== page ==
Another sign of a failing marriage is when you realize you would rather spend time with anyone but your partner. It is beneficial to your relationship to spend time apart. If, on the other hand, you’re constantly making excuses to spend all of your free time away from your partner, you’ve already started the breakup process.
6. You Begin to Keep Secrets
It’s natural to want to keep some things to yourself. However, keeping secrets on purpose—say, having dinner alone with a coworker who finds you attractive, casually hanging out with an ex, or buying the expensive shoes you said you wouldn’t—is a clear sign that your marriage is failing.
Keeping secrets in a relationship only sows the seeds of distrust. It is difficult to rebuild trust once it has been broken.
7. You Consider Having an Affair
According to relationship experts, it’s completely normal to find someone other than your partner attractive from time to time. After all, getting into a relationship does not disable your normal biological functioning.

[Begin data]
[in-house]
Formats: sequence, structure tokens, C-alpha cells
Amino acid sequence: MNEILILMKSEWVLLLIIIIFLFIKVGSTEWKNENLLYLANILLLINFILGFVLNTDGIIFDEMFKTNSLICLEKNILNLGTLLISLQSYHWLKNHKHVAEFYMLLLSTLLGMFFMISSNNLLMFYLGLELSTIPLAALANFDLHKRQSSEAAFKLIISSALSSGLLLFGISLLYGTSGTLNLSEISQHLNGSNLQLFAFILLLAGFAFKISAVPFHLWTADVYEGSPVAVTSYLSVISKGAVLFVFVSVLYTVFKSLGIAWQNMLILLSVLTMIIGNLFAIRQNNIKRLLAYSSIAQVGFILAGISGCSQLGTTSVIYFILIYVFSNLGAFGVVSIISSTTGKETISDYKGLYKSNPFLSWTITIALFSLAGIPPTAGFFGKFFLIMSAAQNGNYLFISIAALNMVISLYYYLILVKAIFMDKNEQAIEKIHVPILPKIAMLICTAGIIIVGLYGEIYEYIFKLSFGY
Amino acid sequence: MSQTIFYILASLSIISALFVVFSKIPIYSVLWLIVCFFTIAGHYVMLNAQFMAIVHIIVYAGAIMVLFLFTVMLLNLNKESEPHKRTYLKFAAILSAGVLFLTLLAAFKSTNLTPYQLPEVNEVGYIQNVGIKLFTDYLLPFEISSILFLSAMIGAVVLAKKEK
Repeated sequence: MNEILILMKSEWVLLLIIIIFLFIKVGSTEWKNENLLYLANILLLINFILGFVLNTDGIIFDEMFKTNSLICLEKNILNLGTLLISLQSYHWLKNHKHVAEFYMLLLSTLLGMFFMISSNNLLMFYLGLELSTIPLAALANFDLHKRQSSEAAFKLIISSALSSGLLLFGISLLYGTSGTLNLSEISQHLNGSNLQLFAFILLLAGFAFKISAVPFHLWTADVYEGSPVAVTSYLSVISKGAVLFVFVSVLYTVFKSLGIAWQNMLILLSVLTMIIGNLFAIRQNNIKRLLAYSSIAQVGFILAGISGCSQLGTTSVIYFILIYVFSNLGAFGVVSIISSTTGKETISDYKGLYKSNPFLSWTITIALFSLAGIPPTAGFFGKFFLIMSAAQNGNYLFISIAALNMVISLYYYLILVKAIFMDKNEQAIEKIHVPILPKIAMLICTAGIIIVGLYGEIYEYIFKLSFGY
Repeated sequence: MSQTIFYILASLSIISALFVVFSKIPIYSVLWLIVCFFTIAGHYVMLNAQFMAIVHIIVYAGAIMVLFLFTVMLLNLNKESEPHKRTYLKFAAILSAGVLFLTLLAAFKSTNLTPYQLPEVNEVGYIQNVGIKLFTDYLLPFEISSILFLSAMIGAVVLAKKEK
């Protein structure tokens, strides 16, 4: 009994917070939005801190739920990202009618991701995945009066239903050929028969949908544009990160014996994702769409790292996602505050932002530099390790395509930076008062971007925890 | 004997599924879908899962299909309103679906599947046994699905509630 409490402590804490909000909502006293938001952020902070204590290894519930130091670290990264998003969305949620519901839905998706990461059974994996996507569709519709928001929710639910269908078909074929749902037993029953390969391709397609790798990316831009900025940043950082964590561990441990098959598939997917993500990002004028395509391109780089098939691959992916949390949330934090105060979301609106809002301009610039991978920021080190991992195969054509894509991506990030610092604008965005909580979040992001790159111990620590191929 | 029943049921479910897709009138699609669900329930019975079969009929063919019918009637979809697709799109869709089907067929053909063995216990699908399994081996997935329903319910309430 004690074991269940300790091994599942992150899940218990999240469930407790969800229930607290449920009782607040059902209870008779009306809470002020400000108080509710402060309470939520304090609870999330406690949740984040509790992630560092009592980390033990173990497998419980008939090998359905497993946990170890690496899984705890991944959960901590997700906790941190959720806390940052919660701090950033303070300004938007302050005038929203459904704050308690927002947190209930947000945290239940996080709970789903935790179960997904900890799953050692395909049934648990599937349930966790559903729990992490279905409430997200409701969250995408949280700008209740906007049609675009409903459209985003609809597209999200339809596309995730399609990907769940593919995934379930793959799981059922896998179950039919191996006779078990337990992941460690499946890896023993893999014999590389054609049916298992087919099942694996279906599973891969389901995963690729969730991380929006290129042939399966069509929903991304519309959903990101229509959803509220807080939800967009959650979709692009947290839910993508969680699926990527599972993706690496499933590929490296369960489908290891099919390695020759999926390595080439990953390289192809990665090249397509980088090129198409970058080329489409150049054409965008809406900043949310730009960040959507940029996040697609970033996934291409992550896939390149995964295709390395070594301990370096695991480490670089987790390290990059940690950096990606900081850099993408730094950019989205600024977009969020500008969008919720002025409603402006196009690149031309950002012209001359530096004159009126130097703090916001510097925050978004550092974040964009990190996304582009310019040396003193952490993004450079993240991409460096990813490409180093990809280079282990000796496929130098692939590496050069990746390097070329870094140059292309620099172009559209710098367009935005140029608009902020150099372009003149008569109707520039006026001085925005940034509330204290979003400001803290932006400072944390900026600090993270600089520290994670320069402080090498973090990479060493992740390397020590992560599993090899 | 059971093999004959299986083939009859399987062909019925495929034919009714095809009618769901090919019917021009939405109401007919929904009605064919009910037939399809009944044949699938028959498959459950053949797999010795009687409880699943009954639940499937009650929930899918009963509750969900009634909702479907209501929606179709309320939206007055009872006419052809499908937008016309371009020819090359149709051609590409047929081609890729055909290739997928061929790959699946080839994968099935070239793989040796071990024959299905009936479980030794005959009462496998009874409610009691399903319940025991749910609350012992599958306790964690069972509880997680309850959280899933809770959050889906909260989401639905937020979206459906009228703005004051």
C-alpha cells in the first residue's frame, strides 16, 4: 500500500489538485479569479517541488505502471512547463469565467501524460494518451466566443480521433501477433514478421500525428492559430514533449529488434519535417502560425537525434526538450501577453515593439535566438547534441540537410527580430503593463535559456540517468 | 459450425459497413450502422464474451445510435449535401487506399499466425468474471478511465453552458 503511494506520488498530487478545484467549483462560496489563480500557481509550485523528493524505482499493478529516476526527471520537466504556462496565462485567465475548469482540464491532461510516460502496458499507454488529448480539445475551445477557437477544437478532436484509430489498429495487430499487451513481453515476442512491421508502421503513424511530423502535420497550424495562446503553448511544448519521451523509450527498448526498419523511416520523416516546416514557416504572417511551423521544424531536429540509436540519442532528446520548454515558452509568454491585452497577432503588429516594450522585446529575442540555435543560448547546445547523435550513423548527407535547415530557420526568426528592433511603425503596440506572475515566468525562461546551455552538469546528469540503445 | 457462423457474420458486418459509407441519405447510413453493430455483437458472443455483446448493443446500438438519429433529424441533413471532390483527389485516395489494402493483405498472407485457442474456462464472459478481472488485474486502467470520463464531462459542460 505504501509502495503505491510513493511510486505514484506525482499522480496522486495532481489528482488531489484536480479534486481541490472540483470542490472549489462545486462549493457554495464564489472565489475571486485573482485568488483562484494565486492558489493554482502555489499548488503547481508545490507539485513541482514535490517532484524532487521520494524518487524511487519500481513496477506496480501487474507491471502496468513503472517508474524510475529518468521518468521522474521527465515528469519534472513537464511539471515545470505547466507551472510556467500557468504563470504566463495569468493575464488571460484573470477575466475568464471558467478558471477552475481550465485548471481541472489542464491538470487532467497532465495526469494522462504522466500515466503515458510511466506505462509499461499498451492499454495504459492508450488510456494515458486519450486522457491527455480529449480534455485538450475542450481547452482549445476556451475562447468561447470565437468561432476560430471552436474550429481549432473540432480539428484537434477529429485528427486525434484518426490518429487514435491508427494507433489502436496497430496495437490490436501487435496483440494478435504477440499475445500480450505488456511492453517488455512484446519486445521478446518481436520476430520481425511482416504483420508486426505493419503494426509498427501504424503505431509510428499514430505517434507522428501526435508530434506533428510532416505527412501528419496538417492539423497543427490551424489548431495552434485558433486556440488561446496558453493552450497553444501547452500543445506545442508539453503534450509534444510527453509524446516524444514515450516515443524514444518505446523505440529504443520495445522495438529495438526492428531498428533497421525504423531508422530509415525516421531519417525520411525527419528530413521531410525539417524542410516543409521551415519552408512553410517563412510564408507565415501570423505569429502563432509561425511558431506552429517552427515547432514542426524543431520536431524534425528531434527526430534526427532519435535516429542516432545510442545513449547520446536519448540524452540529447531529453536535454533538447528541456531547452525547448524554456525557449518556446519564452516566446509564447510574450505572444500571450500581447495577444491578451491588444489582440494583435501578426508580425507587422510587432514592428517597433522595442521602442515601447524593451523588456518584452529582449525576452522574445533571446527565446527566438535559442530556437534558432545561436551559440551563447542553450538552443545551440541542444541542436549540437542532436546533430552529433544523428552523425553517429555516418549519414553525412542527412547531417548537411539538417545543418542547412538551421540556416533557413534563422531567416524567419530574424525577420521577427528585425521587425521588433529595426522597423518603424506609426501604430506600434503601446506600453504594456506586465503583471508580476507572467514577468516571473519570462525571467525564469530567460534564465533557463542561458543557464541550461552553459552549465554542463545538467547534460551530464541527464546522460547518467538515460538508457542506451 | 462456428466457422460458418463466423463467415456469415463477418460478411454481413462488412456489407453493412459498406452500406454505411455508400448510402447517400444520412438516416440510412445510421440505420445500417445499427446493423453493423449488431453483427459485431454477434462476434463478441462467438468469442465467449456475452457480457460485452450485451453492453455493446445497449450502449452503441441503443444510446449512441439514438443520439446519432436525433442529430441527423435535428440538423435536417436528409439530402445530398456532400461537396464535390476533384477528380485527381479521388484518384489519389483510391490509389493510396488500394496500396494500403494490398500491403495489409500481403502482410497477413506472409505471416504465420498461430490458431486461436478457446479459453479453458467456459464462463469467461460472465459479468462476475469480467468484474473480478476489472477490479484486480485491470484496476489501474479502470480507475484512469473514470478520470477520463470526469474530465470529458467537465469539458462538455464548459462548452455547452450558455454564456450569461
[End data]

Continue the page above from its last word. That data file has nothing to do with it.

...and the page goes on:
What isn’t acceptable? Imagining yourself with that person. If you’re constantly thinking about someone other than your partner who you find attractive, you’re clearly missing something in your current relationship.
8. They Aren’t The First Person You Contact
In a healthy marriage, you see your partner as the person to turn to for emotional support in both good and bad times. Though you may confide in family and friends, it is usually not to the same extent that you do with your partner. After all, your partner is your “person.”
If your partner isn’t the first person you turn to when you’re down or to celebrate your victories, it could be a sign that something isn’t right.